Category Archives: Integration Architecture

What is “Smart Mapping”?

In my two previous posts on the subject of automated mapping, I examined the importance of automation as a way to reduce design-time integration costs and delivery time, and the challenges of applying automation to the mapping process, in particular.

If you’ve used or seen a demo of our original EDI Integrator product for System i, you know that EXTOL has a long history of innovation in this area.  In 1994, we introduced an automated source-target matching feature called “Automapping”, and three years later, the “Advanced Automapping” feature debuted, giving customers the ability to generate large portions of new maps, based on previous mapping examples.

Two years ago, we renewed our research into automated mapping methods, with the goal of delivering a new automated mapping implementation for EXTOL Business Integrator, the modern, cross-platform integration broker we introduced in 2003.  But instead of simply replicating the Automapping and Advanced Automapping features, we set out to push the boundaries of state-of-the-art mapping automation, by targeting a much more stringent set of requirements:

  • Mapping must be applicable to any mapping situation, including both familiar and unfamiliar document types and source-target combinations
  • Both aspects of mapping – source-target element matching and generation of data transformations – should be supported by the automated mapping mechanism
  • The automated mapping feature should be able to “learn” from and adapt past decisions to future mapping situations, incorporating best practices that evolve, over time
  • Automated mapping should integrate unobtrusively in the UI, allowing a blending of human and automated mapping actions and results
  • Users must retain control over the application of results generated by the automated mapping feature, with the ability to selectively apply generated matches and transformations
  • The behavior of the automated mapping feature must be configurable to suit different business circumstances and user preferences

These requirements went far beyond the capabilities of available automated mapping implementations, and called for the invention of a new mapping architecture and new automated mapping methods.

The resulting implementation, “Smart Mapping”, was introduced in EXTOL Business Integrator v2.5, in October of 2010.  Smart Mapping is an automated mapping implementation that integrates with the EXTOL Integration Studio Ruleset Editor, the drag-and-drop, rule-based mapping tool introduced originally in 2003.  It consists of multiple automated matching and rule generation methods that are combined through a user-weighted fuzzy logic layer, and can generate mapping results at the element, structure, and document root levels.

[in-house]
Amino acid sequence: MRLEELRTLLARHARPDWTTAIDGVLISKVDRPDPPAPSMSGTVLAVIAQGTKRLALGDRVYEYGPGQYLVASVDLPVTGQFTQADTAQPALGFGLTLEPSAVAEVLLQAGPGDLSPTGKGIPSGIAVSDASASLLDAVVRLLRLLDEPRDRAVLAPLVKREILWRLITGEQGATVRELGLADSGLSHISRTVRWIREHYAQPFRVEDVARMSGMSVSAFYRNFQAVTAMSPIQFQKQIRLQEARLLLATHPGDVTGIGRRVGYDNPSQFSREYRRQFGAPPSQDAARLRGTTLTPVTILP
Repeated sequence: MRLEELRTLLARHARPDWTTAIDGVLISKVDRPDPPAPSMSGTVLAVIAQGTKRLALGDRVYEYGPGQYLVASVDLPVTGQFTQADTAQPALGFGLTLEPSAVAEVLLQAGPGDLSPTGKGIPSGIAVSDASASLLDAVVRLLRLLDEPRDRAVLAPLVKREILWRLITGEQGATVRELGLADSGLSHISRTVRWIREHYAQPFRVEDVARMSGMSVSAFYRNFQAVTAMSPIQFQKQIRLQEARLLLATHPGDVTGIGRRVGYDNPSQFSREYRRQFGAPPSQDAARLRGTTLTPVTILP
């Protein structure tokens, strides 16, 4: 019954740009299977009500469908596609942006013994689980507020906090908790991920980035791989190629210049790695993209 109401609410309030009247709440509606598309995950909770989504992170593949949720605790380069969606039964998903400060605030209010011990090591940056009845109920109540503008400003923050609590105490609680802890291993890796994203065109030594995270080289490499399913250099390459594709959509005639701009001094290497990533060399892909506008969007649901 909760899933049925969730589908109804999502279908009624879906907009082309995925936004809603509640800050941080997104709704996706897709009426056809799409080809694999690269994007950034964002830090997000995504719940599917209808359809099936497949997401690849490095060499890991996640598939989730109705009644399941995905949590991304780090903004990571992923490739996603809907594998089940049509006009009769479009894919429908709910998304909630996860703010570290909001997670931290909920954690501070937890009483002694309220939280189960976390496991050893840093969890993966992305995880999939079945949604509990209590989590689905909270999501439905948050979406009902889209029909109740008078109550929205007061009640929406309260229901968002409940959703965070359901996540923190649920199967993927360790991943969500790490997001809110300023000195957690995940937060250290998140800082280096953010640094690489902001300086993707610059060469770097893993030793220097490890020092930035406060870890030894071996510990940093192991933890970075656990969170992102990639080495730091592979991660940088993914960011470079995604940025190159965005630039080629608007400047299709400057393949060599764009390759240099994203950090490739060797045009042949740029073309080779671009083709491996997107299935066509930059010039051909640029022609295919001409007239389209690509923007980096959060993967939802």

What makes Smart Mapping stand out from past attempts to automate mapping is the ease with which powerful mapping methods can be brought to bear on virtually any B2B, data, or application mapping situation, without imposing new skill requirements or intruding on the user interaction model.

We believe that Smart Mapping is not only a boon for companies that need to deliver sophisticated integrations faster and more cost-effectively, but is also interesting and important technology, in its own right.  Over the coming weeks, we will be posting additional insights into the Smart Mapping approach and the technology that underlies it.  Stay tuned.

Data Transformation Mapping – Can it be Automated?

In my previous post on this subject, I wrote about the neglected problem of data transformation mapping productivity, and its impact on integration project costs, particularly for B2B integration in companies with many customer relationships (and therefore many documents pairs to map).

Although attempts have been made to automate aspects of mapping, it remains largely a manual activity.  Gartner and other industry analysts have published research on automated mapping methods, particularly Dictionary-based mapping, but real-world implementations haven’t put a serious dent in the mapping productivity problem.  Why is that?

Mapping is a large and complex problem space.   It accounts for the single largest part of integration time and effort, encompassing data validation, translation, value derivation, enrichment, aggregation, and routing.  Defining these outcomes involves two kinds of specification, not one:  source-target matching and transformation.  Most attempts to automate mapping have focused intensively on the first part (matching), but very little on the second (data transformations).  But the biggest obstacle to mapping automation is that specifying the right mapping action may require an understanding of business and data contexts and requirements.  And that requires human decision-making.

So to the degree that mapping automation is possible, it must occur in the context of a broader, human-guided mapping process.  Simply defining a source-target dictionary and “lighting the fuse” won’t produce a map that can be used in a production environment.

Integrating automated mapping methods with the human-guided mapping process imposes critical implementation requirements for integration technology providers, including: